Rule 8 is have all colonies ready for winter 2 or 3 weeks before shut down. Have strong adult populations that were raised the two months before shut down, here I like a minimum of 6 frames of bees, 8 is better. Have enough food stores to last until spring nectar starts, this depends on the area. Here it is the same as one deep full for a food chamber, with side frames in the lower box full. Have a young queen heading the colony, and have the colony in full sun. Having a yard with wind breaks is a plus. My area is mild compared to northern standards. Seldom will a colony go longer than 10 to 14 days without a cleansing flight and snow doesn't last any longer than that, usually. Moisture is not a problem, even if the colony is on a solid bottom board. I use all screened bottoms, even on my 5 fram nuc boxes. No venting for moisture release is done. Nucs winter on their own stands, but I try to have them all two boxes high, so they are actually 10 frame colonies. The top box is all food. I check for poor colonies in the fall and combine or shake out poor ones. Take the losses in the fall, not the spring.

    My definition of success is having all field colonies over winter and produce the standard for this area (1 deep of honey but usually I have 3 mediums.) I harvest little honey myself, I use it to feed nucs or I sell it to other beekeepers in the area for resale. In actual practice my overwinter percentage over the last 15 years (except for this past winter) has been better than 90% of my managed field colonies and almost that many of my nucs.

    I might add that I am not the only beekeeper in this area that has good success with bees without having to treat every year. Several in the associations I belong to have been treatment free for 5 or 6 years and their losses are very low also. They too manage their bees on standard cell foundation, feed sugar syrup when needed and purchase commercially raised queens to improve their stocks varroa resistance. Successful beekeeping is easy to learn, all a person has to do is study, not only the latest information, but the writings of the great beekeepeers of beekeeping's early years. They were practical men with great powers of observation.

  17. #17
    Join Date
    Jan 2012
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    Liberty, Indiana, USA
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    167

    Default Re: Treatment Free: It's a path, not a solution

    Adam: part of being treatment free has to be accepting some losses. It is an impossible goal to expect 100% survival. In The Hive and the Honeybee, Langstroth speaks about fads and different management styles. He states that the proper thing to do is to experiment with new practices on a small number of your colonies.

    That is what I started doing back in 2010. It just so happens that as time has gone on the treatment and feed free bees have survived and the treated/fed group has become smaller due to attrition. I don't know why so many keepers feel that they must follow the entire strategy practiced by any one person. Our practices can only go through revisions if we experiment keeping with successful practices and dropping unsuccessful ones.

    One thing is certain.... The way that the vast majority of keepers are managing their bees isn't working or the the forums wouldn't be a BUZZ with all of these issues.
    Jason Bruns
    LetMBee.com YouTube

  18. #18
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    May 2013
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    Tineo, Asturias, SPAIN
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    184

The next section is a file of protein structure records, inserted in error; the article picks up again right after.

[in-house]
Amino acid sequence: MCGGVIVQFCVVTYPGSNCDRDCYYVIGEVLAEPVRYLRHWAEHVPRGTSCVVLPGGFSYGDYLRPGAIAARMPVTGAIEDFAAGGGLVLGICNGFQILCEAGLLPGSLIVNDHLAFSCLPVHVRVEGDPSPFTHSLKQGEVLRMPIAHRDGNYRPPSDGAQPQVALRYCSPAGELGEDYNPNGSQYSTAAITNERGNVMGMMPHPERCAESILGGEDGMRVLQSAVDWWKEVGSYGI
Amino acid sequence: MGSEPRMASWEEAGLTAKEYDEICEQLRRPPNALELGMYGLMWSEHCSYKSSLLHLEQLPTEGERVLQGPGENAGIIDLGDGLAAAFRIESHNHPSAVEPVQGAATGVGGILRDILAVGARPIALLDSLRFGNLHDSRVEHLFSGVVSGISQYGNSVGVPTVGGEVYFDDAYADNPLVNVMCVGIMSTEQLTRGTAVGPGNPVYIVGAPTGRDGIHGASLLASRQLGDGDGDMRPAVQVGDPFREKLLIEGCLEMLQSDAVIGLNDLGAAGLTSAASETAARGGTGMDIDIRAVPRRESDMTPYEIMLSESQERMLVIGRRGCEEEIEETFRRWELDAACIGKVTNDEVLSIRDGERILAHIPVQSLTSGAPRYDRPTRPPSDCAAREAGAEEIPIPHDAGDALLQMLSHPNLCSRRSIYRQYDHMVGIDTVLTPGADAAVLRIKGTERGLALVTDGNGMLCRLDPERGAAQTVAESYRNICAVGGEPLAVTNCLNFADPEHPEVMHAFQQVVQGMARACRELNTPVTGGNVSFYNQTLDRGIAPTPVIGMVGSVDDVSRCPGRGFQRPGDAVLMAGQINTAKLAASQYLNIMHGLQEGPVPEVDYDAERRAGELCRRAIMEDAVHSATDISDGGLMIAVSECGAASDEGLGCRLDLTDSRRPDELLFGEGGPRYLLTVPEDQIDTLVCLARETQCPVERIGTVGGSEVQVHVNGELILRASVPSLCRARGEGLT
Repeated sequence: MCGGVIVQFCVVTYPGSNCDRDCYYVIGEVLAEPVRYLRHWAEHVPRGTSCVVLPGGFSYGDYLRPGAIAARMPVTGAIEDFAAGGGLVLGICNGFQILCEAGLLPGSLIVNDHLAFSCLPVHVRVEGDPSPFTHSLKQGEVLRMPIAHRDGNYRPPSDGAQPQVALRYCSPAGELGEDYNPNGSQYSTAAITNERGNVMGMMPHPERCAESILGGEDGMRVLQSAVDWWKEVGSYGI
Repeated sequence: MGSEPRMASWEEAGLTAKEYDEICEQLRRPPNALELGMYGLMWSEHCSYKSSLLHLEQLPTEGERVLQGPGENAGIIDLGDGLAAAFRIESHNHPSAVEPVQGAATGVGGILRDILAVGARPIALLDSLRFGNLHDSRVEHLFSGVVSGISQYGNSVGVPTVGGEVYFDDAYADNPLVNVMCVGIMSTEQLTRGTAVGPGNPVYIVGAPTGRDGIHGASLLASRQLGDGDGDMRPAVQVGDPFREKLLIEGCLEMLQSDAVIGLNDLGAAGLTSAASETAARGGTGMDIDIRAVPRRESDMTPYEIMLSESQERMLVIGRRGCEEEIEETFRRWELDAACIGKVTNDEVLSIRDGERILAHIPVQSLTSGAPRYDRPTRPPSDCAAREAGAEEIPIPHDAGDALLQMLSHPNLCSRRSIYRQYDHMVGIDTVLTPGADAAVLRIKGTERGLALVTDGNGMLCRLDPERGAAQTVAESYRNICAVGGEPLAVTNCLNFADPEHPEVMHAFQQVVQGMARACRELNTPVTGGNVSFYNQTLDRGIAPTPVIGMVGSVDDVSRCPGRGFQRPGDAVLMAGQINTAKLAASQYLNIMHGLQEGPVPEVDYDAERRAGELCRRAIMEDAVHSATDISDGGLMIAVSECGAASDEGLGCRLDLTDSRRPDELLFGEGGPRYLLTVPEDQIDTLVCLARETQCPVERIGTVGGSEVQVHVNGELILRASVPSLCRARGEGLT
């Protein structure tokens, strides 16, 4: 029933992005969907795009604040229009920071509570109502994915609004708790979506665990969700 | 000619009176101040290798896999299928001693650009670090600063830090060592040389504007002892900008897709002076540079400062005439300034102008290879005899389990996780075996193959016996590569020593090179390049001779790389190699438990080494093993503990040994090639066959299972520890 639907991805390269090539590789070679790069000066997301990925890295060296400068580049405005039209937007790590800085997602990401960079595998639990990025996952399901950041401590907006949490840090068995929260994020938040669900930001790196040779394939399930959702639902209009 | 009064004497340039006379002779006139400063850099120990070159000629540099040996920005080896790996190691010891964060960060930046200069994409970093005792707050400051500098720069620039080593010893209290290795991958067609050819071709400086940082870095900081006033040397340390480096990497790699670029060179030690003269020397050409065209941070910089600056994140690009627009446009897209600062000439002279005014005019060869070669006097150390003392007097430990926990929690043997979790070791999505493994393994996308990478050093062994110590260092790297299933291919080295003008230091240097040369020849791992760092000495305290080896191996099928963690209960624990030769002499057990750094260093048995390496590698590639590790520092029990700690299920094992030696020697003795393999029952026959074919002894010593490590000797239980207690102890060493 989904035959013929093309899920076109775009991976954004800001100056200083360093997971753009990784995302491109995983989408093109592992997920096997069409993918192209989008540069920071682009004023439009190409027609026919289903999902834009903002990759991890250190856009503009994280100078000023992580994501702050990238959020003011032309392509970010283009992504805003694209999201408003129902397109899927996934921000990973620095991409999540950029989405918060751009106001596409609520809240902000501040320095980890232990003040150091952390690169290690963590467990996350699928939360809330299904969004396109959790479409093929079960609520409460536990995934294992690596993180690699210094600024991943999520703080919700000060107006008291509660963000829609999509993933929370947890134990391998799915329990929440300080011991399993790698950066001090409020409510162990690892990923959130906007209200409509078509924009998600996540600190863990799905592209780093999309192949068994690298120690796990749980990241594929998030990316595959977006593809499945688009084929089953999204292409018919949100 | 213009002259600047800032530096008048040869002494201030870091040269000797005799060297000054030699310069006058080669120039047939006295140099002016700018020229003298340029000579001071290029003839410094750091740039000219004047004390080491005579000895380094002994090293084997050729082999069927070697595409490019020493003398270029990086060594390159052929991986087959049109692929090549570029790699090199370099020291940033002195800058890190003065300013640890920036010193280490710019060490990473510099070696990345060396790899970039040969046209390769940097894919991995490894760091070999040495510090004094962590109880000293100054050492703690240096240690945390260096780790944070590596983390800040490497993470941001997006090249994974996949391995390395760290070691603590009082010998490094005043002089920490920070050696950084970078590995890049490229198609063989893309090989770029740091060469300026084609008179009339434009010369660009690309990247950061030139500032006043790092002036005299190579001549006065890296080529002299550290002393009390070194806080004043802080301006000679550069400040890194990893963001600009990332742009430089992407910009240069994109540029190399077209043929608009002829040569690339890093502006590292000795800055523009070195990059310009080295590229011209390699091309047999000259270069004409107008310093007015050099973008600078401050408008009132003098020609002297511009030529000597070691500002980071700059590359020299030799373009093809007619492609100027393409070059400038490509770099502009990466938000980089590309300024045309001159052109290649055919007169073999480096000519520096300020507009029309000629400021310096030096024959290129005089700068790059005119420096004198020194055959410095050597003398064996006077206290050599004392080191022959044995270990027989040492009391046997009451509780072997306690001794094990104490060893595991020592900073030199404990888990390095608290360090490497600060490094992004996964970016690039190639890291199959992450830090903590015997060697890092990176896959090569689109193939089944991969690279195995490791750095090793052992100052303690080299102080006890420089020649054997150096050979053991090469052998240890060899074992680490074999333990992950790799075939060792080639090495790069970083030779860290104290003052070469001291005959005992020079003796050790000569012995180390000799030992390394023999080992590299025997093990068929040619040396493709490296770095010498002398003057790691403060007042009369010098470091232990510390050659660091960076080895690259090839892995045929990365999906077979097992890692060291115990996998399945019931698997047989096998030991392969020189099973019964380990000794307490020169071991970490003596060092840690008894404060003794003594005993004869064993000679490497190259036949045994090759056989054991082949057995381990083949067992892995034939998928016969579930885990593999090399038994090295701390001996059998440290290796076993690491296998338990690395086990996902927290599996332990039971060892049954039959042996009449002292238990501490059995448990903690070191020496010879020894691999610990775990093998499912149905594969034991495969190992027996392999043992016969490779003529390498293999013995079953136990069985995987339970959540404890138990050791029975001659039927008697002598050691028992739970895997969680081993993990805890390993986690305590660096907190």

Default Re: Treatment Free: It's a path, not a solution

    Quote Originally Posted by Adam Foster Collins View Post
    Agreed. My goals and reasons are similar. But I'm just coming to terms with the fact that employing the methods of Mike or Tim won't necessarily work for everyone in their specific situation/location.

    So if you look at treatment-free as a direction; or a challenge, then you are more likely to stay with it and succeed. I see people giving treatment free "a try", using a specific method and if it doesn't "work", then they may give up.

    I feel that if you view being treatment free as a path that you're going to take (come hell or high water) then you will succeed. But your methods may go through a few revisions getting there.

    Adam
    Yes. From what Tim Ives has said, his first years he had high losses - I myself am prepared to go through a long shake-out period until I build a stock of reliable and resistant (and large) colonies. It certainly isn't something you just "try" like you say, it requires a committment - that is what I take from all of the successful treatment free beekeepers' writings.

  19. #19
    Join Date
    Sep 2010
    Location
    Lake County Ill
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    445

    Default Re: Treatment Free: It's a path, not a solution

    AR Beekeeper
    Thanks for the great insight. I am in my third year and I started with 8 hives this year and without going into great depth.I have 5 hives. Some have 1 super. some 2 supers and 2 with 4 supers. Given the time of the year I don't expect much to happen with the last super I placed. I do have mites but can not see any Hive Beetles that are definitely in my area. After harvesting i will do another detailed mite count on each hive but I will probably need some type of mite treatment. In that event what type of mite treatment would you suggest?

  20. #20
    Join Date
    Jul 2010
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    Auckland,Auckland,New Zealand
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    6,145

    Default Re: Treatment Free: It's a path, not a solution

    Good thread Adam and some great thoughts expressed by all. Zhiv9's post #8 is quite thought provoking, hadn't looked at it like that before.

    Not sure about StevenG though, I think he may only do one of the things on the list but not totally sure.
    44 years, been commercial, outfits up to 4000 hives, now 120 hives and 200 nucs as a hobby, selling bees. T (mostly).